Nadia Lee Cohen's My London: From Trisha's to F Cooke's old pie and mash shop

 (ES Magazine)
(ES Magazine)

Home is...

Silver Lake in Los Angeles. But home is also London, Paris and of course Essex, where my parents live. I’m back and forth between all of them so often that I can hardly justify any as ‘home’. But LA’s where my wardrobe is... and it relates to the saying about ‘hats and home’, so that must be the right one.

Where was your first flat?

Pennard Mansions on Goldhawk Road. It had no heating, single-glazed windows and the rent was 400 quid a month. The only reason I chose to live there was because it was a stone’s throw away from my campus at LCF. Still no justification for living in that area for so long. I lived directly beneath a retired art teacher in his 90s and I’d go up to his flat for tea and a chat. I once lent him a book on Lee Miller before going on holiday. When I got back, I went up to see him and he excitedly showed me the book as though it were his own. It was early onset dementia and heartbreaking; I didn’t ask for the book back.

Most memorable meal?

The India Club! But you can forget going there now because it’s gone. I actually managed to eat there on the night it closed. It was an unpretentious little canteen on the Strand, disguised up a battered old staircase and run by the same family since 1951. They’d been battling to stop it from turning into a ‘luxury’ hotel, I think around 10,000 people signed the petition but it didn’t make a difference.

Best place for a first date?

Trisha’s. If they don’t appreciate it for a first date then there’s a slim chance of a second.

Favourite London shops?

Idea, for arguably the best collection of books ever, but also because its owners, David Owen and Angela Hill, are some of my best London mates, so I go there for the chat and the big pile of Fortnum’s biscuits. I also heavily rely on Tesco, Sainsbury’s or M&S to stock up on crumpets, Earl Grey, mango chutney and whatever else is needed to smuggle back to LA. Oh, and I can’t forget Pret. Why does nowhere in America understand how to make a simple triangle sandwich?

If you could buy any building and live there, which would it be?

F Cooke’s old pie and mash shop on Broadway Market, another little gem. I love that area and particularly that building as it’s where I did my first (and worst) fashion shoot. The flat above had this incredible Sixties, worn, patterned carpet and wallpaper. I just googled it and the first thing that comes up is a Trip Advisor review saying ‘absolutely disgusting’, which makes me want it even more.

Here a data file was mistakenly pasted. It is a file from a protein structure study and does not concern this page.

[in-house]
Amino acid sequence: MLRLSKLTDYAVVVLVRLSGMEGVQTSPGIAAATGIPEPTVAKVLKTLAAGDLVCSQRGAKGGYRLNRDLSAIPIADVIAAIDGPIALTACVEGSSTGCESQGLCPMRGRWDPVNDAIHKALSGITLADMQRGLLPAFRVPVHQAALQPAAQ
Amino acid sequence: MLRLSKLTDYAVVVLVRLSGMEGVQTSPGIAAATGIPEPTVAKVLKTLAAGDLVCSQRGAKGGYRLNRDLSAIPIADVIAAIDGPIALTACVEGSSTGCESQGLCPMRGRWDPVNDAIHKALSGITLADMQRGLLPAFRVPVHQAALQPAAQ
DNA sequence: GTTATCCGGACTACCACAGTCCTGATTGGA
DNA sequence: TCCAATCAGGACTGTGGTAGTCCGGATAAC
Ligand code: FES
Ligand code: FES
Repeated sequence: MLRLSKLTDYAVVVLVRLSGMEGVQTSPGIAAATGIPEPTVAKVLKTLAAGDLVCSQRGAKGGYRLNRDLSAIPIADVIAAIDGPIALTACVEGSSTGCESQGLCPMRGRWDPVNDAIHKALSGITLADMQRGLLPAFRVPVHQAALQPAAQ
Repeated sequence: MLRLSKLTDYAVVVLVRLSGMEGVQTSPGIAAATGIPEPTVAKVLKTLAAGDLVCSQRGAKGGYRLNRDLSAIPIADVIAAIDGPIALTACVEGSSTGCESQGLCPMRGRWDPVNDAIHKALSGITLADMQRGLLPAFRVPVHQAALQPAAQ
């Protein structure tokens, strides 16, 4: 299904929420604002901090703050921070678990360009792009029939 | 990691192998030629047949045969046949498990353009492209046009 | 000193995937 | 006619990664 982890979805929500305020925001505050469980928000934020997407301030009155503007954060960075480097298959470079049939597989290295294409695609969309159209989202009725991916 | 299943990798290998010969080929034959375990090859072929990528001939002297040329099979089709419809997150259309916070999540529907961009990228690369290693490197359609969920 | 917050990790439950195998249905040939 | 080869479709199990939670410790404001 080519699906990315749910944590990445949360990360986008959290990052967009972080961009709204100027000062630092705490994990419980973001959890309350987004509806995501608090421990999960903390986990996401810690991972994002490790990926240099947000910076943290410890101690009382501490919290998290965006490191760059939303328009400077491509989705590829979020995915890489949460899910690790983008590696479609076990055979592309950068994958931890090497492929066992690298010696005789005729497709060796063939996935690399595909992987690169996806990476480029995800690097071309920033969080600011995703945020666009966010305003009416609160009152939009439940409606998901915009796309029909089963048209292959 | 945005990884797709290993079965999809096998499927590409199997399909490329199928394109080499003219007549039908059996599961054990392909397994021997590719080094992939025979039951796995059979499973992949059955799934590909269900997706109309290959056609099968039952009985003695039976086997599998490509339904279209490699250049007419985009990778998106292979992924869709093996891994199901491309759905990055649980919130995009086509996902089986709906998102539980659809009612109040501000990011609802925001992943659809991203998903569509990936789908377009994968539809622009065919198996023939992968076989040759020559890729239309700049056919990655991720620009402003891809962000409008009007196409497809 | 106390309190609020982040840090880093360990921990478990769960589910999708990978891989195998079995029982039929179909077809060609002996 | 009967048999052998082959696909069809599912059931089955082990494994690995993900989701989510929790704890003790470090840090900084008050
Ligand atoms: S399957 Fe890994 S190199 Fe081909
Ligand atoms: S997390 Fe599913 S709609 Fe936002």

What makes someone a Londoner?

A sense of humour and default pessimism. Feeling those both hit me simultaneously is a breath of fresh air when I’m landing at Heathrow from LAX.

The most iconic Londoner in history?

It’s a close tie between Francis Bacon and Pat Butcher.

What’s your London secret?

Oslo Court. It’s a pink table-clothed, blue carpeted time warp of a restaurant underneath a block of flats in St John’s Wood. It’s stubbornly out of date in so many ways including the clientele, which have an average range of about 75. I love it so much.

What do you collect?

A load of old shite that I pay a fortune to store. Name badges, ugly royal memorabilia, a wall of breeze block, a neon motel sign, some old cinema seats, a silicone sculpture of me dressed as ‘Jeff’ (a fictional character from Hello, My Name Is), old cigarette packets, mobile phones, hotel keys, TV guides, religious paraphernalia, fake food, a dry-cleaning unit — the list goes on. This is all with the intention that when I’m dead, someone will stumble upon it and have an exhibition like the one Kubrick had in London; and people will come from far and wide to marvel at my collection of ‘Old Shite’.

Favourite work of art in London?

I’m not sure, but the [New Years 2016] photo that someone took on a Manchester street that looks like a Renaissance painting should be hanging in the National Portrait Gallery.

Nadia’s new book, ‘Women: Pirate Edition’ (Idea), launches in Tokyo on 5 April at Dover Street Market. Email enquiries: